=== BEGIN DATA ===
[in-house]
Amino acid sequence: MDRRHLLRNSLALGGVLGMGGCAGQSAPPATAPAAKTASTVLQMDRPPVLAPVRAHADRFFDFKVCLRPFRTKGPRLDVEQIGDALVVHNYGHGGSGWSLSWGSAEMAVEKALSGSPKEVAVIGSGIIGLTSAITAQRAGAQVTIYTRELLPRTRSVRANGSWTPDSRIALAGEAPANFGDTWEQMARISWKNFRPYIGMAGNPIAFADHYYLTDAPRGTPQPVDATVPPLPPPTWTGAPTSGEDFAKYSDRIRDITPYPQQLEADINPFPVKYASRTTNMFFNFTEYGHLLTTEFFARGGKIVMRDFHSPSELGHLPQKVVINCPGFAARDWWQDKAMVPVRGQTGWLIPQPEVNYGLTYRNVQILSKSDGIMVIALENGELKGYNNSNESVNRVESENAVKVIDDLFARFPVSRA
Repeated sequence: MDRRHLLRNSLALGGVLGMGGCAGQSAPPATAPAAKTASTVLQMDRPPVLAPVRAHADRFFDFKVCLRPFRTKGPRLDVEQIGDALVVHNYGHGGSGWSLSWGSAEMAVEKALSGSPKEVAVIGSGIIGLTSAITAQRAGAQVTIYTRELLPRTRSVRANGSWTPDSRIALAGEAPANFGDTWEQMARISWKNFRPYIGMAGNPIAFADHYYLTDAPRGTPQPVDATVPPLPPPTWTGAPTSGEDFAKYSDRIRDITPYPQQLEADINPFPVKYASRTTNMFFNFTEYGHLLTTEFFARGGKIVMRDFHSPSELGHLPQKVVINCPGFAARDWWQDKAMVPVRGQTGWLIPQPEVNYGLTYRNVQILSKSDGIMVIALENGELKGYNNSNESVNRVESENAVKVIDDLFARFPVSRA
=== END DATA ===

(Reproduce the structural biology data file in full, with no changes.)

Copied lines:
[in-house]
Amino acid sequence: MDRRHLLRNSLALGGVLGMGGCAGQSAPPATAPAAKTASTVLQMDRPPVLAPVRAHADRFFDFKVCLRPFRTKGPRLDVEQIGDALVVHNYGHGGSGWSLSWGSAEMAVEKALSGSPKEVAVIGSGIIGLTSAITAQRAGAQVTIYTRELLPRTRSVRANGSWTPDSRIALAGEAPANFGDTWEQMARISWKNFRPYIGMAGNPIAFADHYYLTDAPRGTPQPVDATVPPLPPPTWTGAPTSGEDFAKYSDRIRDITPYPQQLEADINPFPVKYASRTTNMFFNFTEYGHLLTTEFFARGGKIVMRDFHSPSELGHLPQKVVINCPGFAARDWWQDKAMVPVRGQTGWLIPQPEVNYGLTYRNVQILSKSDGIMVIALENGELKGYNNSNESVNRVESENAVKVIDDLFARFPVSRA
Repeated sequence: MDRRHLLRNSLALGGVLGMGGCAGQSAPPATAPAAKTASTVLQMDRPPVLAPVRAHADRFFDFKVCLRPFRTKGPRLDVEQIGDALVVHNYGHGGSGWSLSWGSAEMAVEKALSGSPKEVAVIGSGIIGLTSAITAQRAGAQVTIYTRELLPRTRSVRANGSWTPDSRIALAGEAPANFGDTWEQMARISWKNFRPYIGMAGNPIAFADHYYLTDAPRGTPQPVDATVPPLPPPTWTGAPTSGEDFAKYSDRIRDITPYPQQLEADINPFPVKYASRTTNMFFNFTEYGHLLTTEFFARGGKIVMRDFHSPSELGHLPQKVVINCPGFAARDWWQDKAMVPVRGQTGWLIPQPEVNYGLTYRNVQILSKSDGIMVIALENGELKGYNNSNESVNRVESENAVKVIDDLFARFPVSRA